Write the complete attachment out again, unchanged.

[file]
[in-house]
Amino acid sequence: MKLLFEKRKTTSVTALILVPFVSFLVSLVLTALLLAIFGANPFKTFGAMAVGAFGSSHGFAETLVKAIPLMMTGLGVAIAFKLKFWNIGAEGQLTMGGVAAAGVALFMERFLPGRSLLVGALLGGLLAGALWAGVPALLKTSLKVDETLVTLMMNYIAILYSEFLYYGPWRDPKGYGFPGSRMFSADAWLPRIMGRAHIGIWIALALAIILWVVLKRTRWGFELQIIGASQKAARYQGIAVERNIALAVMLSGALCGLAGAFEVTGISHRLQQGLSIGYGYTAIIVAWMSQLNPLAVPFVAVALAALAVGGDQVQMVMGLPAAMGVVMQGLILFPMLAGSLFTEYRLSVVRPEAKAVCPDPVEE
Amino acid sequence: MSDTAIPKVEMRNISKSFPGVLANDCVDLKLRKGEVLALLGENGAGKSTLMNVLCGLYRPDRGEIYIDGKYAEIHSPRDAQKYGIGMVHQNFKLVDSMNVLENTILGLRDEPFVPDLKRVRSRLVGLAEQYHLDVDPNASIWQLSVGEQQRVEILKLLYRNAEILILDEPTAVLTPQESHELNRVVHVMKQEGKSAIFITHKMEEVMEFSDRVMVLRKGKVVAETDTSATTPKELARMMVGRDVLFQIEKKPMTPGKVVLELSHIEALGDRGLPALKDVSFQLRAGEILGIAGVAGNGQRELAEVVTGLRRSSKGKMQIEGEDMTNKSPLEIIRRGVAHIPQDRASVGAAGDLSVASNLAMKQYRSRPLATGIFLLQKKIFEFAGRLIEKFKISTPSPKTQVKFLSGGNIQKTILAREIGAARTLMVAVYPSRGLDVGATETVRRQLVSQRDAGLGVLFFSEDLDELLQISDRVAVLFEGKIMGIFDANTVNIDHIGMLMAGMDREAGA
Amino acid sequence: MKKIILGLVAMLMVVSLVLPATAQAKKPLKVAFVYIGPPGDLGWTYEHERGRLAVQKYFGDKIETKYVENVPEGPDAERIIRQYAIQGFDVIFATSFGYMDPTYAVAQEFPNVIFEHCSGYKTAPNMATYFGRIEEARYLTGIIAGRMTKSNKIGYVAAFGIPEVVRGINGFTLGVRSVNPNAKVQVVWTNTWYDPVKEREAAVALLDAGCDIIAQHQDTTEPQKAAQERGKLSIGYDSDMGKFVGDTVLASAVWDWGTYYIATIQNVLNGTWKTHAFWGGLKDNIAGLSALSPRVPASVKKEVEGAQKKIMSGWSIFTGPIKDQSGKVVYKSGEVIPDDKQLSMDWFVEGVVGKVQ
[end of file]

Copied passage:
[in-house]
Amino acid sequence: MKLLFEKRKTTSVTALILVPFVSFLVSLVLTALLLAIFGANPFKTFGAMAVGAFGSSHGFAETLVKAIPLMMTGLGVAIAFKLKFWNIGAEGQLTMGGVAAAGVALFMERFLPGRSLLVGALLGGLLAGALWAGVPALLKTSLKVDETLVTLMMNYIAILYSEFLYYGPWRDPKGYGFPGSRMFSADAWLPRIMGRAHIGIWIALALAIILWVVLKRTRWGFELQIIGASQKAARYQGIAVERNIALAVMLSGALCGLAGAFEVTGISHRLQQGLSIGYGYTAIIVAWMSQLNPLAVPFVAVALAALAVGGDQVQMVMGLPAAMGVVMQGLILFPMLAGSLFTEYRLSVVRPEAKAVCPDPVEE
Amino acid sequence: MSDTAIPKVEMRNISKSFPGVLANDCVDLKLRKGEVLALLGENGAGKSTLMNVLCGLYRPDRGEIYIDGKYAEIHSPRDAQKYGIGMVHQNFKLVDSMNVLENTILGLRDEPFVPDLKRVRSRLVGLAEQYHLDVDPNASIWQLSVGEQQRVEILKLLYRNAEILILDEPTAVLTPQESHELNRVVHVMKQEGKSAIFITHKMEEVMEFSDRVMVLRKGKVVAETDTSATTPKELARMMVGRDVLFQIEKKPMTPGKVVLELSHIEALGDRGLPALKDVSFQLRAGEILGIAGVAGNGQRELAEVVTGLRRSSKGKMQIEGEDMTNKSPLEIIRRGVAHIPQDRASVGAAGDLSVASNLAMKQYRSRPLATGIFLLQKKIFEFAGRLIEKFKISTPSPKTQVKFLSGGNIQKTILAREIGAARTLMVAVYPSRGLDVGATETVRRQLVSQRDAGLGVLFFSEDLDELLQISDRVAVLFEGKIMGIFDANTVNIDHIGMLMAGMDREAGA
Amino acid sequence: MKKIILGLVAMLMVVSLVLPATAQAKKPLKVAFVYIGPPGDLGWTYEHERGRLAVQKYFGDKIETKYVENVPEGPDAERIIRQYAIQGFDVIFATSFGYMDPTYAVAQEFPNVIFEHCSGYKTAPNMATYFGRIEEARYLTGIIAGRMTKSNKIGYVAAFGIPEVVRGINGFTLGVRSVNPNAKVQVVWTNTWYDPVKEREAAVALLDAGCDIIAQHQDTTEPQKAAQERGKLSIGYDSDMGKFVGDTVLASAVWDWGTYYIATIQNVLNGTWKTHAFWGGLKDNIAGLSALSPRVPASVKKEVEGAQKKIMSGWSIFTGPIKDQSGKVVYKSGEVIPDDKQLSMDWFVEGVVGKVQ